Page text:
We looked at social media (Twitter) for posts that talked about
Armstrong & doping, and found spikes corresponding to timing of events. Can
also get data for industry-specific bulletin boards. For Armstrong, peak
activity was much more than for Alex Rodriguez & Maria Sharapova who had
similar scandals.
Do people connect that to USPS?  Some do—and it’s timestamped.  Even two and three years after the interview,
people are still mentioning USPS in connection w/his doping.
Q: [but does it matter how many people talk about Armstrong
& doping without mentioning the
USPS?  OK, it turns out I misinterpreted
that question, which I now have.]  The
question asked was really whether there was any connection to negative events and the mention of the
USPS. For example, if he has a new girlfriend, does that cause a spike in
attention?  And do people mention USPS
when talking about that?
A: could look. But there are also memes featuring Armstrong
in USPS gear, so the negative association continues to be enforced.
Social media evidence from both sides: pink slime, or lean
finely textured beef, made by centrifuging beef trimmings.  Safe, leaner, cheaper and gets 20 lbs more
meat per cow; or a cheap filler used only in dog food at first that didn’t
belong in people food.  Spring 2012: ABC
ran a bunch of stories about it.  BPI,
the major maker of pink slime, took exception and sued for defamation, claiming
$1.9 billion in damages subject to trebling because of South Dakota’s Agricultural
Food Products Disparagement Act.  Blamed
ABC for the term “pink slime.”
Social media for BPI: very clear increase of use of the term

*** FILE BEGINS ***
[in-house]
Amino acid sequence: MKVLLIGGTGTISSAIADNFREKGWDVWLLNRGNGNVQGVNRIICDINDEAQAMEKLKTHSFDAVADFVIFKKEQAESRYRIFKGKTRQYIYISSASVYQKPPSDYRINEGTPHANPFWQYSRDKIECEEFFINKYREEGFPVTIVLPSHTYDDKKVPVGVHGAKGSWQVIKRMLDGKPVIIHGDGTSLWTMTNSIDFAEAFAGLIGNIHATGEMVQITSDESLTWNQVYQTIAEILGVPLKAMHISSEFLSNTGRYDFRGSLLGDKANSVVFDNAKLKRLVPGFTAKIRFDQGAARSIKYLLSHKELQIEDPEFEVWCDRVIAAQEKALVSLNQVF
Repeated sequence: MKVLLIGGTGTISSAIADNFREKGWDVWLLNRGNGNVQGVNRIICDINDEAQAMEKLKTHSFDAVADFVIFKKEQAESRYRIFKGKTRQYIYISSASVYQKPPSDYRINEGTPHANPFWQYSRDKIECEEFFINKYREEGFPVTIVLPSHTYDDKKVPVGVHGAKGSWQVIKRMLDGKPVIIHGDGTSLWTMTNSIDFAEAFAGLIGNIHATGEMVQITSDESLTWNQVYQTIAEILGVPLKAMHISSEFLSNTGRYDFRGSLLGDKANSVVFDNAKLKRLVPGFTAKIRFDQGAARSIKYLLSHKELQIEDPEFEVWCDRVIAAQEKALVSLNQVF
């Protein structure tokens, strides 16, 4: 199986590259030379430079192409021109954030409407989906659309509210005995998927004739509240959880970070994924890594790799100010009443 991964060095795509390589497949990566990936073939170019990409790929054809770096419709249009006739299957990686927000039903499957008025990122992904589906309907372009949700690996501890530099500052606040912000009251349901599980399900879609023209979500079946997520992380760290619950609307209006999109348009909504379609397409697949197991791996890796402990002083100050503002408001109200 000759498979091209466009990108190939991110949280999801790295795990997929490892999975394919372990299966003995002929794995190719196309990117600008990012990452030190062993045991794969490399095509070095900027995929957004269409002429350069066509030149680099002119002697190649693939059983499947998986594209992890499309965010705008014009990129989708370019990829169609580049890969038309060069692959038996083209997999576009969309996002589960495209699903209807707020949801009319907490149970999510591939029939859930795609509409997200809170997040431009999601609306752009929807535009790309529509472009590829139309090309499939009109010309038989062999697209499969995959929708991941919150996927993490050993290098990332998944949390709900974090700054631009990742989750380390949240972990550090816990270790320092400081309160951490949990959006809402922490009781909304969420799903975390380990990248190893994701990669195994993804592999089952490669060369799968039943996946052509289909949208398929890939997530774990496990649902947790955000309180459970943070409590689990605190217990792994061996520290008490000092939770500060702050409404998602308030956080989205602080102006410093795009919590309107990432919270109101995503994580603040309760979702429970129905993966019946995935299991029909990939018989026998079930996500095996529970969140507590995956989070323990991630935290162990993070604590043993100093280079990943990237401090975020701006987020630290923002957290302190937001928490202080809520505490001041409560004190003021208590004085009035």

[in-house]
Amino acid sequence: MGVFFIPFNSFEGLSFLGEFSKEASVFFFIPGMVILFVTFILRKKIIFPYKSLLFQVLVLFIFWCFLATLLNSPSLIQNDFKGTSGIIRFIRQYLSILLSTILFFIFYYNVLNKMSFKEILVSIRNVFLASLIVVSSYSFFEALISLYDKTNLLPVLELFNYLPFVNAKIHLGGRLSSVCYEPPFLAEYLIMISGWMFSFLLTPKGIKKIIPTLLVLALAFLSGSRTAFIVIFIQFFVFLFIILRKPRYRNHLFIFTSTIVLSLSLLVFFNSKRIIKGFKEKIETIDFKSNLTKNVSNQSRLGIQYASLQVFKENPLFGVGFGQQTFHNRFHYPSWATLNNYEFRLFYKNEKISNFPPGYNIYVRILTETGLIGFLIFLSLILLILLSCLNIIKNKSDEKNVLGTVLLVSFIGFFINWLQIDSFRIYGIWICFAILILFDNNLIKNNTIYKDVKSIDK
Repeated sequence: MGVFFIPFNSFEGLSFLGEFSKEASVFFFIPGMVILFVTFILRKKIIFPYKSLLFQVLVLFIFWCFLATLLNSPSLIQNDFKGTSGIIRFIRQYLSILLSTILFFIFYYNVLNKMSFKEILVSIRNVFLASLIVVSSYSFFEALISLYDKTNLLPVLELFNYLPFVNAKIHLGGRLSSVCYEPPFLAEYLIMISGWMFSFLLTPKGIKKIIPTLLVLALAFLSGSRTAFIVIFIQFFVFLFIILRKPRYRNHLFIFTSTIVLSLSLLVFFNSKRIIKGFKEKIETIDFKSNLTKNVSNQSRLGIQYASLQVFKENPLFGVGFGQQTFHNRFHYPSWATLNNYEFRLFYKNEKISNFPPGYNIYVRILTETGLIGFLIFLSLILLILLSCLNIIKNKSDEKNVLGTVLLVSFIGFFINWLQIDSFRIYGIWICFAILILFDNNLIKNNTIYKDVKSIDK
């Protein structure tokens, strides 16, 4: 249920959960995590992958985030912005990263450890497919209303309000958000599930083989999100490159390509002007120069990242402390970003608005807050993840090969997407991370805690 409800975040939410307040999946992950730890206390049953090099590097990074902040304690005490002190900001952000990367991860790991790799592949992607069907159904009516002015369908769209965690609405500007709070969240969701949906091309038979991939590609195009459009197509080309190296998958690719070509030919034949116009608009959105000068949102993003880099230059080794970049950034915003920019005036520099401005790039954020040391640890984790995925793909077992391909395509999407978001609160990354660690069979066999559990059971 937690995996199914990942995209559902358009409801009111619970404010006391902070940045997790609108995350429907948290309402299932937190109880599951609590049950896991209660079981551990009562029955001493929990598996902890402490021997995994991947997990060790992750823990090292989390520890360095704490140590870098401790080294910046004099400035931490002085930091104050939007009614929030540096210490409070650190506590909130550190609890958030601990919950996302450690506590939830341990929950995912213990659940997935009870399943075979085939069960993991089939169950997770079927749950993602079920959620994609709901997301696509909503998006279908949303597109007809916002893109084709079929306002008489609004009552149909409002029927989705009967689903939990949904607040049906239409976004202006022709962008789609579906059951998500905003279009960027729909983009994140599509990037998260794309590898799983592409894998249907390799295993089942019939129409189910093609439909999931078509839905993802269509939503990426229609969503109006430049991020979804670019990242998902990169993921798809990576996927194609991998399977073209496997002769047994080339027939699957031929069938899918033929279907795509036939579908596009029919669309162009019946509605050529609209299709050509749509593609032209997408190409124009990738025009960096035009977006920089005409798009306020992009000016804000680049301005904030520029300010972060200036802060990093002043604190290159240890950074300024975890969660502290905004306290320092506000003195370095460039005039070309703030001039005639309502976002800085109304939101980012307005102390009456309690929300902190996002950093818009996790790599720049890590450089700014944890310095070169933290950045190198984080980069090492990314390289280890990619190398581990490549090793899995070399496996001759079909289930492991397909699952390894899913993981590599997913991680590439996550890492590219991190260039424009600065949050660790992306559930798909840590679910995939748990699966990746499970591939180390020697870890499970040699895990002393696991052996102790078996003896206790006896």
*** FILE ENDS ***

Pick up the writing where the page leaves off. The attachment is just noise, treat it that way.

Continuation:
b/c of ABC’s reporting. Stories on ABC’s FB page received a lot of consumer engagement;
they were very popular ABC stories in terms of number of comments received
relative to other ABC stories.  Allegedly
false claims: not nutritious; not meat or beef; BPI committed fraud/impropriety
in acts w/USDA; not safe for consumption. 
All these claims were repeated/discussed 1000s of times on social
media. 
However, before ABC news mentioned pink slime, there were
more than 18,000 posts in the first three months of the year mentioning the term,
such as when McDonald’s and other restaurants announced they weren’t using it.
The line starts to go up the day before ABC’s report, b/c a number of other
outlets reported that USDA bought 7 million pounds of pink slime for use in
school lunches.  Hard to say all the
negative attitudes were driven by ABC’s reporting. Nor was an alternative for
the phrase: LFTB wasn’t used to identify this product in social media before;
98% of mentions used “pink slime.”
Q: correlation w/sales?
A: BPI closed 3 of 4 plants.
We work to clean the data: false positives, spam, irrelevant
posts, duplicates. Standards are evolving. Newness of field offers us
opportunity to apply cutting edge techniques.
One issue: expert may equate social media w/survey evidence,
but there are important differences. Not asking the same Qs, like what percentage
of overall population is confused—represents people on social media.  Other challenges: distinguish sarcasm from
truth; you have to read them.  Social
media is heterogeneous in a lot of ways.
RT: I wonder about the relationship between the use of this data
and courts’ already troubling tendencies to rely on anecdotes over data. Consider
for example the Armstrong fans or antifans or Armstrong-indifferent people who
don’t tweet even if they aren’t mad at the Post Office; how many people talk
about Armstrong & doping without
mentioning the USPS; and related baseline questions seem to me to make this
stuff extra risky, which is not in any way to say it shouldn’t be done.  Teach people the differences from surveys!